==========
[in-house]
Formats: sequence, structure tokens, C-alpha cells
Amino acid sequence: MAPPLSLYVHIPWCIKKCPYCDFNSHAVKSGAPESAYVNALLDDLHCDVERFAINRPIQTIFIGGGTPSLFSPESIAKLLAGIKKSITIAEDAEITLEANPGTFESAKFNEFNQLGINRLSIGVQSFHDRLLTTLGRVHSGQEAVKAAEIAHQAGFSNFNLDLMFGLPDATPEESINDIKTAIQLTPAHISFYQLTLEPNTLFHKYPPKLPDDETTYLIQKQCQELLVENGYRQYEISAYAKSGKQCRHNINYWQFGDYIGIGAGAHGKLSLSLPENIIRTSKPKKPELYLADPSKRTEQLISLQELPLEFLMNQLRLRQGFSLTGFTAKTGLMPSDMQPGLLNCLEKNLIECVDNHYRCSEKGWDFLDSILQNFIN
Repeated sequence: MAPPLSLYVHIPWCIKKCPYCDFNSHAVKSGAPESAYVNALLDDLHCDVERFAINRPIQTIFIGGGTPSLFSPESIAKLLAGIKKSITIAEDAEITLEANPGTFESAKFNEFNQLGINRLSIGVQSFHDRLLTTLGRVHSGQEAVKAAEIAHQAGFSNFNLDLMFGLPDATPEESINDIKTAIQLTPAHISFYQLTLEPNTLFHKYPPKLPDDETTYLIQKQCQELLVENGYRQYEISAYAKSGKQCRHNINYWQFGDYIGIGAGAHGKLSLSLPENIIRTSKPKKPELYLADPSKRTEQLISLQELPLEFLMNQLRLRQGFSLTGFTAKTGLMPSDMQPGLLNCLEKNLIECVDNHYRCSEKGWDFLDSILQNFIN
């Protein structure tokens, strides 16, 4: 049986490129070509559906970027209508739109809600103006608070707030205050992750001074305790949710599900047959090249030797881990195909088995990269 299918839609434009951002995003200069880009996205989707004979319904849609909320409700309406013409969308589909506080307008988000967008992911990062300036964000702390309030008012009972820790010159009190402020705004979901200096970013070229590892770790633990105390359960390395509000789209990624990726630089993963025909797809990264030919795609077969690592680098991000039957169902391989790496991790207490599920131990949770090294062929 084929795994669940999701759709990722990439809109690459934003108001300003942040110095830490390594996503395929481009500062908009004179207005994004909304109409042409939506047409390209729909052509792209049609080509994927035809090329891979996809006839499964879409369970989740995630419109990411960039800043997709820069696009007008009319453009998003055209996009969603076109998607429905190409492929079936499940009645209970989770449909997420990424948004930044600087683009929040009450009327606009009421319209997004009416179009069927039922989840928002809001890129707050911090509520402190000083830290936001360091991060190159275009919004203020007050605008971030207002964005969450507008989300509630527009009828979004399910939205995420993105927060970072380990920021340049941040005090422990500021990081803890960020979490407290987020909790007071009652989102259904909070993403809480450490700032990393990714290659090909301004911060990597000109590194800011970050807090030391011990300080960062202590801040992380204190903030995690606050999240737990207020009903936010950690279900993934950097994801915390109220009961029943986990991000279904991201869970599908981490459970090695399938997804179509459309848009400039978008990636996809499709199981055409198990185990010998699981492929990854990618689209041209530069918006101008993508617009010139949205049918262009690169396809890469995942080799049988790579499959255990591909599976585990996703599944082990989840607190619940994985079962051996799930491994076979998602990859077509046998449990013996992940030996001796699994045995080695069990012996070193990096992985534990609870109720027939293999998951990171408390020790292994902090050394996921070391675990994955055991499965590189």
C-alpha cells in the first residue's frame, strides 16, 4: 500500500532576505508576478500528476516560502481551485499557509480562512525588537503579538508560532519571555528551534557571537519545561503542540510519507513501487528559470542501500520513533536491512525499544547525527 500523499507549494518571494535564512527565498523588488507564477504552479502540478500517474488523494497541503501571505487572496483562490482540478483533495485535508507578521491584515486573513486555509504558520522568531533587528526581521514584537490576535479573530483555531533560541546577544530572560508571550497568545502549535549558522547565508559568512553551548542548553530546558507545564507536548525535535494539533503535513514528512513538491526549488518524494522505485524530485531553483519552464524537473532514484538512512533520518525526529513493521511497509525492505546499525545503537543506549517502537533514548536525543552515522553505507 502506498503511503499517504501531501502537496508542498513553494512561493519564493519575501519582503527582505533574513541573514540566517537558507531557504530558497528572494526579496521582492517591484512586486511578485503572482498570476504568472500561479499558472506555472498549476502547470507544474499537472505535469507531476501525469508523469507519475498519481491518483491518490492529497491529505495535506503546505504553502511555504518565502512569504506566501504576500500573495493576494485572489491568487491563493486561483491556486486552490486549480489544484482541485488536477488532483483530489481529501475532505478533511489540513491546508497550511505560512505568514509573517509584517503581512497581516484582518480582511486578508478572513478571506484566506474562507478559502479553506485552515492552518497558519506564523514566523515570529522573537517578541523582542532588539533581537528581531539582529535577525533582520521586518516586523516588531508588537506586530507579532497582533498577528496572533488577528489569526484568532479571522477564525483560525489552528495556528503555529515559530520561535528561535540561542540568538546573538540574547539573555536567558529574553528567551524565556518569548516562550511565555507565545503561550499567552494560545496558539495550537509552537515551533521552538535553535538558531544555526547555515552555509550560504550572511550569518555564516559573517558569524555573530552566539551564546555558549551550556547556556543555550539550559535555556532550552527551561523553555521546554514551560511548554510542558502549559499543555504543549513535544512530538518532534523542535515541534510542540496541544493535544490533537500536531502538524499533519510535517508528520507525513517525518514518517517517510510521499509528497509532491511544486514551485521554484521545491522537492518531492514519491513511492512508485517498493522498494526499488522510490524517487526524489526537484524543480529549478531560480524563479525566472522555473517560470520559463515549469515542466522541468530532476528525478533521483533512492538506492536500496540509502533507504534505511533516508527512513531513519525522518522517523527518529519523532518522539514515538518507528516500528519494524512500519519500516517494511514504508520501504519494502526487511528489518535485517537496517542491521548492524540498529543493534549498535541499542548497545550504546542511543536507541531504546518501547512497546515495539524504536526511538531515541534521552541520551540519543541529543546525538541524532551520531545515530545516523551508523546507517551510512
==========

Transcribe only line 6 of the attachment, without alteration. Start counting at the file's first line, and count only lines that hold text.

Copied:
C-alpha cells in the first residue's frame, strides 16, 4: 500500500532576505508576478500528476516560502481551485499557509480562512525588537503579538508560532519571555528551534557571537519545561503542540510519507513501487528559470542501500520513533536491512525499544547525527 500523499507549494518571494535564512527565498523588488507564477504552479502540478500517474488523494497541503501571505487572496483562490482540478483533495485535508507578521491584515486573513486555509504558520522568531533587528526581521514584537490576535479573530483555531533560541546577544530572560508571550497568545502549535549558522547565508559568512553551548542548553530546558507545564507536548525535535494539533503535513514528512513538491526549488518524494522505485524530485531553483519552464524537473532514484538512512533520518525526529513493521511497509525492505546499525545503537543506549517502537533514548536525543552515522553505507 502506498503511503499517504501531501502537496508542498513553494512561493519564493519575501519582503527582505533574513541573514540566517537558507531557504530558497528572494526579496521582492517591484512586486511578485503572482498570476504568472500561479499558472506555472498549476502547470507544474499537472505535469507531476501525469508523469507519475498519481491518483491518490492529497491529505495535506503546505504553502511555504518565502512569504506566501504576500500573495493576494485572489491568487491563493486561483491556486486552490486549480489544484482541485488536477488532483483530489481529501475532505478533511489540513491546508497550511505560512505568514509573517509584517503581512497581516484582518480582511486578508478572513478571506484566506474562507478559502479553506485552515492552518497558519506564523514566523515570529522573537517578541523582542532588539533581537528581531539582529535577525533582520521586518516586523516588531508588537506586530507579532497582533498577528496572533488577528489569526484568532479571522477564525483560525489552528495556528503555529515559530520561535528561535540561542540568538546573538540574547539573555536567558529574553528567551524565556518569548516562550511565555507565545503561550499567552494560545496558539495550537509552537515551533521552538535553535538558531544555526547555515552555509550560504550572511550569518555564516559573517558569524555573530552566539551564546555558549551550556547556556543555550539550559535555556532550552527551561523553555521546554514551560511548554510542558502549559499543555504543549513535544512530538518532534523542535515541534510542540496541544493535544490533537500536531502538524499533519510535517508528520507525513517525518514518517517517510510521499509528497509532491511544486514551485521554484521545491522537492518531492514519491513511492512508485517498493522498494526499488522510490524517487526524489526537484524543480529549478531560480524563479525566472522555473517560470520559463515549469515542466522541468530532476528525478533521483533512492538506492536500496540509502533507504534505511533516508527512513531513519525522518522517523527518529519523532518522539514515538518507528516500528519494524512500519519500516517494511514504508520501504519494502526487511528489518535485517537496517542491521548492524540498529543493534549498535541499542548497545550504546542511543536507541531504546518501547512497546515495539524504536526511538531515541534521552541520551540519543541529543546525538541524532551520531545515530545516523551508523546507517551510512